By Patrick Brzeski


A court said it will hear a Shanghai man’s legal challenge to a 2017 rule banning Chinese streaming-video services from carrying content that depicts gay relationships.

A Beijing court on Wednesday said that it will hear a case requiring China’s media regulator to justify a recent classification of homosexuality as “abnormal.”

Fan Chunlin, a 30-year-old man from Shanghai, filed a lawsuit Wednesday with Beijing No. 1 Intermediate People’s Court demanding that China’s State Administration of Press, Publication, Radio, Film and Television (SAPPRFT) clarify the policy basis for a regulation introduced last summer banning depictions of homosexuality from online video platforms. The court accepted Fan’s case and is now required to hold hearings and issue a decision within six months, the plaintiff’s lawyer, Tang Xiangqian, told local state media. Continue reading

Excesses of China’s social credit system

Source: Sup China (1/4/18)
The excesses of China’s social credit system
By Lucas Niewenhuis

Sesame Credit (芝麻信用 zhīma xìnyòng) is the leader in the “social credit” industry, which aims to develop an all-encompassing system for ranking Chinese citizens’ trustworthiness, for both commercial and government security purposes.

  • On January 3, the Alibaba subsidiary admitted to an “extremely stupid” design in its app’s settings that inconspicuously shared all users’ credit data with Alibaba’s separate payment app, Alipay, by default, Sixth Tone reports.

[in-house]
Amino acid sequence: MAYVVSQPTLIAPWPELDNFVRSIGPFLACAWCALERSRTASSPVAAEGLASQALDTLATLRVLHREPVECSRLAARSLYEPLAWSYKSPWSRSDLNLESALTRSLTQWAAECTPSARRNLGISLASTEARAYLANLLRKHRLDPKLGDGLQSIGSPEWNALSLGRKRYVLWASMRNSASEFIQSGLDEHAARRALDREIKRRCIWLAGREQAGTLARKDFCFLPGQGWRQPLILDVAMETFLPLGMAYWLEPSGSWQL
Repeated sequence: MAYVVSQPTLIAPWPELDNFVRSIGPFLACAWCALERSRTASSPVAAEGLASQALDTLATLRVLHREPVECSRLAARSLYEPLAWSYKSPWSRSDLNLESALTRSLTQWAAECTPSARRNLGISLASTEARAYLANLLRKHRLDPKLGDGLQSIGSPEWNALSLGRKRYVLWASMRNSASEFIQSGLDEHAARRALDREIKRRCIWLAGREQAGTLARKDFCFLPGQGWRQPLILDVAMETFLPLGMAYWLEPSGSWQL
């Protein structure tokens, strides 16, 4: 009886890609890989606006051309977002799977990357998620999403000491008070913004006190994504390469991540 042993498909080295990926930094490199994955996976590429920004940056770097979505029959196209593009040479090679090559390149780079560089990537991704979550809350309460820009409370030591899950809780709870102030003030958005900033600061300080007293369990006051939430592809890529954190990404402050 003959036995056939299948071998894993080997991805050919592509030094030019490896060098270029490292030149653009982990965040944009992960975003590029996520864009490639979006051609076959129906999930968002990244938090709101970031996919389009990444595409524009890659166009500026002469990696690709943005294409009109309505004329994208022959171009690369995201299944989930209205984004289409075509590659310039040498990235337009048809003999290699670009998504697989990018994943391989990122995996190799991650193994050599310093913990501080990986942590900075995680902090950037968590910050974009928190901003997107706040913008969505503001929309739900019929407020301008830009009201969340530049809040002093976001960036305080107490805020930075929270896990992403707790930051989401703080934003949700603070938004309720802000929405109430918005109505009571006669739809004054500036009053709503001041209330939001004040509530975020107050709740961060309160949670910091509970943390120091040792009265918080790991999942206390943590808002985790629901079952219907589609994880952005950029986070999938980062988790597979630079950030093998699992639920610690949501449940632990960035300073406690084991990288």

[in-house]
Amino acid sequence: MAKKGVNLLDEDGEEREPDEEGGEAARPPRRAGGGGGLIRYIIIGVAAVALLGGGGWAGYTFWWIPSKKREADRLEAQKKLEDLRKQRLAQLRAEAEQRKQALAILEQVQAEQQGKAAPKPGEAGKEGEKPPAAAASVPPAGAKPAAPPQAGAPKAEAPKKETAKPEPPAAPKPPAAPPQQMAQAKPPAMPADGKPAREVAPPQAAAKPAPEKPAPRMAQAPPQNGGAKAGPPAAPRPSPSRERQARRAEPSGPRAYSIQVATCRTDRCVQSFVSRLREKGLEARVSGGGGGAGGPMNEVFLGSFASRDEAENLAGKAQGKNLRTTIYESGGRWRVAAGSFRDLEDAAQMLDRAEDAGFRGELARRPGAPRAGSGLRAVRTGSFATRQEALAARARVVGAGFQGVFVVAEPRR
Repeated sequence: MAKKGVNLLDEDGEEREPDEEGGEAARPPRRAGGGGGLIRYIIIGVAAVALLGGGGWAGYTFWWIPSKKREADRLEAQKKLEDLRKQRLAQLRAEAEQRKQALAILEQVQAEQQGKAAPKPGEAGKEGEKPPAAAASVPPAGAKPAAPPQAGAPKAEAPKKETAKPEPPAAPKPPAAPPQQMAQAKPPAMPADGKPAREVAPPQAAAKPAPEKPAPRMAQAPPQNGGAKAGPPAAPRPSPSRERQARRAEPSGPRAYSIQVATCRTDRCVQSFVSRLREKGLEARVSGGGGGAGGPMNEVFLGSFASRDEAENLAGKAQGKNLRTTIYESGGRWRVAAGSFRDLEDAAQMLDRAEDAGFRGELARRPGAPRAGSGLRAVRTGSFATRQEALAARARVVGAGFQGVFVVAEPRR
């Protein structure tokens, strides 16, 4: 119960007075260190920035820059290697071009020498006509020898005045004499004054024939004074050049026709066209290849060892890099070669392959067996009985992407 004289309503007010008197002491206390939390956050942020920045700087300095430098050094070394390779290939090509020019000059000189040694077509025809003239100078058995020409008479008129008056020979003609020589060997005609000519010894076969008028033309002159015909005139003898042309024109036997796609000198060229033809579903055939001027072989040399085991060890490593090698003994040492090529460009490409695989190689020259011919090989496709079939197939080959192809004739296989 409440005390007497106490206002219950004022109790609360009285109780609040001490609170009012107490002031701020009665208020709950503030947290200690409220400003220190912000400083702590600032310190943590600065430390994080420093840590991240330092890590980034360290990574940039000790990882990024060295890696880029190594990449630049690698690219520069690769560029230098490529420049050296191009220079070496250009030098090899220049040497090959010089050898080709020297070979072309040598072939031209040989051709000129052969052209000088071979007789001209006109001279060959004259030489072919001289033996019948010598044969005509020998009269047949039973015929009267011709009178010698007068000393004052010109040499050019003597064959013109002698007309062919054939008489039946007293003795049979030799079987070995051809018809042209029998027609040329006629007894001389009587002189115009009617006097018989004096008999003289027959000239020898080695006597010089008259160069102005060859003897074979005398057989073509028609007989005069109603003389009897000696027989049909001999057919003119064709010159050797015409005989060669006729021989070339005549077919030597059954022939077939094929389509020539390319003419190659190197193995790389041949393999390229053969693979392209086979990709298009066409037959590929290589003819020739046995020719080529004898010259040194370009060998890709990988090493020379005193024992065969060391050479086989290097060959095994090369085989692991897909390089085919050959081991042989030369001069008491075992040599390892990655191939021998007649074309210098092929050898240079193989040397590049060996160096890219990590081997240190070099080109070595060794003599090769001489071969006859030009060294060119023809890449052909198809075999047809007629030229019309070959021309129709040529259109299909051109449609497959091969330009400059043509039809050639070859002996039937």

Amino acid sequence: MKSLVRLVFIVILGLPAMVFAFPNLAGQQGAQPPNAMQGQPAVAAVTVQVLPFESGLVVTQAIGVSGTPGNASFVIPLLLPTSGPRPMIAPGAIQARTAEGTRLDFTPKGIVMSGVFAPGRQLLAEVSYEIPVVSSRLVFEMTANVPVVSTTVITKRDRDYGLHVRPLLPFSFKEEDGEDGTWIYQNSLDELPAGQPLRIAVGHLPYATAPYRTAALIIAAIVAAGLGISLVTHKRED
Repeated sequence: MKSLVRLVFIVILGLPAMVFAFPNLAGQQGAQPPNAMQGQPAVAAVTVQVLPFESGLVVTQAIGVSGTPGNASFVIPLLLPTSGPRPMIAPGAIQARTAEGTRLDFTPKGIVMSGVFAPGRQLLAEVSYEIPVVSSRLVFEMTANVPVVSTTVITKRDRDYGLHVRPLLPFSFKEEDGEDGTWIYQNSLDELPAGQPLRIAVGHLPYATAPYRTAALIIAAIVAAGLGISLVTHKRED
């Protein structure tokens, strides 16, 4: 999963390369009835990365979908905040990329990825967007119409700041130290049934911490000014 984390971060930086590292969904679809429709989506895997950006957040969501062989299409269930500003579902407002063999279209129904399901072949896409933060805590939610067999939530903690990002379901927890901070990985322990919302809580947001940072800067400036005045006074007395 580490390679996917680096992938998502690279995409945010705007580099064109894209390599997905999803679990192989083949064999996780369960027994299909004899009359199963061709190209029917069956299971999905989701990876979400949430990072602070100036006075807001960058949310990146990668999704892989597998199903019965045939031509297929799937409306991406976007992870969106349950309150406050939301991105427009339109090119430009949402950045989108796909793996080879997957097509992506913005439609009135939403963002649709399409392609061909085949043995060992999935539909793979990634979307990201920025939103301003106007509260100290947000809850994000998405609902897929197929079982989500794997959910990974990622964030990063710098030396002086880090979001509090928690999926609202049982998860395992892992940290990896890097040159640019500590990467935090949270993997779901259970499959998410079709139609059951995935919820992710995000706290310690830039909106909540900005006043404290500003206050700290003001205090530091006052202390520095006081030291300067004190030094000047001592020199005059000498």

• The New York Times calls (paywall) the outcry over this a “rare, public rebuttal of a prevailing trend in China,” and evidence of “a nascent, but growing, demand for increased privacy and data protections online.”
  • See a summary yesterday on SupChina about changes in China’s Nanny State and how citizens are reacting.

Continue reading

Online satirists driving a ‘youthquake’

Source: Sixth Tone (1/2/18)
The Online Satirists Driving China’s Very Own ‘Youthquake’
Behind the country’s keyboards, youngsters are resorting to humor in order to push for social change.
By Zeng Yuli

Recently, the Oxford English Dictionary named “youthquake” its word of the year. Defined as “a significant cultural, political, or social change arising from the actions or influence of young people,” the compound word refers to the political awakening of young voters who played major roles in deciding election results in France, the United Kingdom, and New Zealand in 2017.

While Oxford primarily looks at events in Europe and America when choosing its word of the year, “youthquake” proved a fitting choice in East Asia as well. In Taiwan, young people played a crucial role in passing a marriage equality law in May. In South Korea, President Park Geun-Hye’s resignation was closely tied to polls showing 90 percent of young people had lost faith in her. Meanwhile, in Japan, after a 2016 revision of that country’s Public Office Election Law lowered the voting age from 20 to 18, there was a rise in the number of first-time voters during the 2017 election cycle. Continue reading

Hollywood Made in China review

MCLC Resource Center is pleased to announce publication of Darrell William Davis’s review of Hollywood Made in China (University of California Press, 2017), by Aynne Kokas. The review appears below, but is best read online at: My thanks to Jason McGrath, MCLC media studies book review editor, for ushering the review to publication.

Kirk Denton, MCLC Editor

Hollywood Made in China

By Aynne Kokas